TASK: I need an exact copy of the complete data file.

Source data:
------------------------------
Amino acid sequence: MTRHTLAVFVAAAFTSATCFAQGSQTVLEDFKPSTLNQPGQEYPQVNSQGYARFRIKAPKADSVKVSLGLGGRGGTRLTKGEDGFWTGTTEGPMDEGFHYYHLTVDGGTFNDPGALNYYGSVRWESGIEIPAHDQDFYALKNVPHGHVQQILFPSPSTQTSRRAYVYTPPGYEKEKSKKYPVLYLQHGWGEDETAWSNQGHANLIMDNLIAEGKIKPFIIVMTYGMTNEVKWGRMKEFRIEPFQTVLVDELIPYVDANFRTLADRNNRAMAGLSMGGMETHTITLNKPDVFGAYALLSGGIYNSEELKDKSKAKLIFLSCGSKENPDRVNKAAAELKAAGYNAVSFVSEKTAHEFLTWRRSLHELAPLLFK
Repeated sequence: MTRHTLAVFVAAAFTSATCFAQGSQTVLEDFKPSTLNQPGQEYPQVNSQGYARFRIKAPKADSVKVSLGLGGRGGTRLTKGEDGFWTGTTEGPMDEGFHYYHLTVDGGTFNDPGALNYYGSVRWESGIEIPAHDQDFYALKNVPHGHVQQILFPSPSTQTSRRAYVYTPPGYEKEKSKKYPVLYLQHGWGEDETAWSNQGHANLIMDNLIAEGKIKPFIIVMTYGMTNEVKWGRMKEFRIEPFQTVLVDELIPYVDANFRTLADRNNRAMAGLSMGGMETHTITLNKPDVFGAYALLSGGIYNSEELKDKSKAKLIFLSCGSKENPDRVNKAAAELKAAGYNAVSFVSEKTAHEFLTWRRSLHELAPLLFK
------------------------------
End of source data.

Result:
Amino acid sequence: MTRHTLAVFVAAAFTSATCFAQGSQTVLEDFKPSTLNQPGQEYPQVNSQGYARFRIKAPKADSVKVSLGLGGRGGTRLTKGEDGFWTGTTEGPMDEGFHYYHLTVDGGTFNDPGALNYYGSVRWESGIEIPAHDQDFYALKNVPHGHVQQILFPSPSTQTSRRAYVYTPPGYEKEKSKKYPVLYLQHGWGEDETAWSNQGHANLIMDNLIAEGKIKPFIIVMTYGMTNEVKWGRMKEFRIEPFQTVLVDELIPYVDANFRTLADRNNRAMAGLSMGGMETHTITLNKPDVFGAYALLSGGIYNSEELKDKSKAKLIFLSCGSKENPDRVNKAAAELKAAGYNAVSFVSEKTAHEFLTWRRSLHELAPLLFK
Repeated sequence: MTRHTLAVFVAAAFTSATCFAQGSQTVLEDFKPSTLNQPGQEYPQVNSQGYARFRIKAPKADSVKVSLGLGGRGGTRLTKGEDGFWTGTTEGPMDEGFHYYHLTVDGGTFNDPGALNYYGSVRWESGIEIPAHDQDFYALKNVPHGHVQQILFPSPSTQTSRRAYVYTPPGYEKEKSKKYPVLYLQHGWGEDETAWSNQGHANLIMDNLIAEGKIKPFIIVMTYGMTNEVKWGRMKEFRIEPFQTVLVDELIPYVDANFRTLADRNNRAMAGLSMGGMETHTITLNKPDVFGAYALLSGGIYNSEELKDKSKAKLIFLSCGSKENPDRVNKAAAELKAAGYNAVSFVSEKTAHEFLTWRRSLHELAPLLFK